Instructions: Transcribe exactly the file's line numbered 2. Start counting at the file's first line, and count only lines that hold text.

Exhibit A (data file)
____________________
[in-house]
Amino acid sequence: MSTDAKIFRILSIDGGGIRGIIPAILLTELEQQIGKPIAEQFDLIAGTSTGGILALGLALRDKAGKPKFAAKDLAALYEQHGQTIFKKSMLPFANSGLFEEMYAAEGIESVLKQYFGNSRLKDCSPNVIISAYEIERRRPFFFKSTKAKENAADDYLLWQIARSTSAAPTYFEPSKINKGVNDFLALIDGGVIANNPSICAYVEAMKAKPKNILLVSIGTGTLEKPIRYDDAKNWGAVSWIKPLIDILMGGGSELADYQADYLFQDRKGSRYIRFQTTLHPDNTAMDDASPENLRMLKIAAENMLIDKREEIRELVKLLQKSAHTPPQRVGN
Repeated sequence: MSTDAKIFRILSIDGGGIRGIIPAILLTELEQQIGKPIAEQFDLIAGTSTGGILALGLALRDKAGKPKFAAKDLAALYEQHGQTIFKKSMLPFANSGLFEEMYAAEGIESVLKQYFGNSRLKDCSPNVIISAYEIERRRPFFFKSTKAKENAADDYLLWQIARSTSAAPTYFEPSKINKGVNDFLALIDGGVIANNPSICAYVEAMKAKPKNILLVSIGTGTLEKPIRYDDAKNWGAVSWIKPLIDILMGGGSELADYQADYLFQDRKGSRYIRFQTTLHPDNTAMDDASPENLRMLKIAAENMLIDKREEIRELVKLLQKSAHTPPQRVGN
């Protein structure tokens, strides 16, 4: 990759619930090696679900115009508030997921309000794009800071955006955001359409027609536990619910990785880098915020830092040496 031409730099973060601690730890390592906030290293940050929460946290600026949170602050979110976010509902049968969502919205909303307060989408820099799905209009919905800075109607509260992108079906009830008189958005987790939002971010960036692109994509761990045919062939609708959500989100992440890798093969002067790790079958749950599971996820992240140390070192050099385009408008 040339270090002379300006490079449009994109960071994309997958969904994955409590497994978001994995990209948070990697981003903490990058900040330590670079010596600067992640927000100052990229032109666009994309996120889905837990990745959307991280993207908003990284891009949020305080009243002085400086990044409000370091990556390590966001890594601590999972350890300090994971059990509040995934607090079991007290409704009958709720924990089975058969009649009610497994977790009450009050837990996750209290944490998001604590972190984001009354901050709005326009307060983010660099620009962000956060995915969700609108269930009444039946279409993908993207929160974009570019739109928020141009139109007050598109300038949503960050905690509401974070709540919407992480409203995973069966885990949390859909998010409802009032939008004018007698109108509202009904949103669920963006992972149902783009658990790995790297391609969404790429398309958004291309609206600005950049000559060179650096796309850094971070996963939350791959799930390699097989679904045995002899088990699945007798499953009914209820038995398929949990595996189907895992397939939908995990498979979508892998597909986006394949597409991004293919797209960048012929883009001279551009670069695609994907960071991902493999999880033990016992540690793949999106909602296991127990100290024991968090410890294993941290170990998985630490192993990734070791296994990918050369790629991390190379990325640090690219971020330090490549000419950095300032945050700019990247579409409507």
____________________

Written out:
Amino acid sequence: MSTDAKIFRILSIDGGGIRGIIPAILLTELEQQIGKPIAEQFDLIAGTSTGGILALGLALRDKAGKPKFAAKDLAALYEQHGQTIFKKSMLPFANSGLFEEMYAAEGIESVLKQYFGNSRLKDCSPNVIISAYEIERRRPFFFKSTKAKENAADDYLLWQIARSTSAAPTYFEPSKINKGVNDFLALIDGGVIANNPSICAYVEAMKAKPKNILLVSIGTGTLEKPIRYDDAKNWGAVSWIKPLIDILMGGGSELADYQADYLFQDRKGSRYIRFQTTLHPDNTAMDDASPENLRMLKIAAENMLIDKREEIRELVKLLQKSAHTPPQRVGN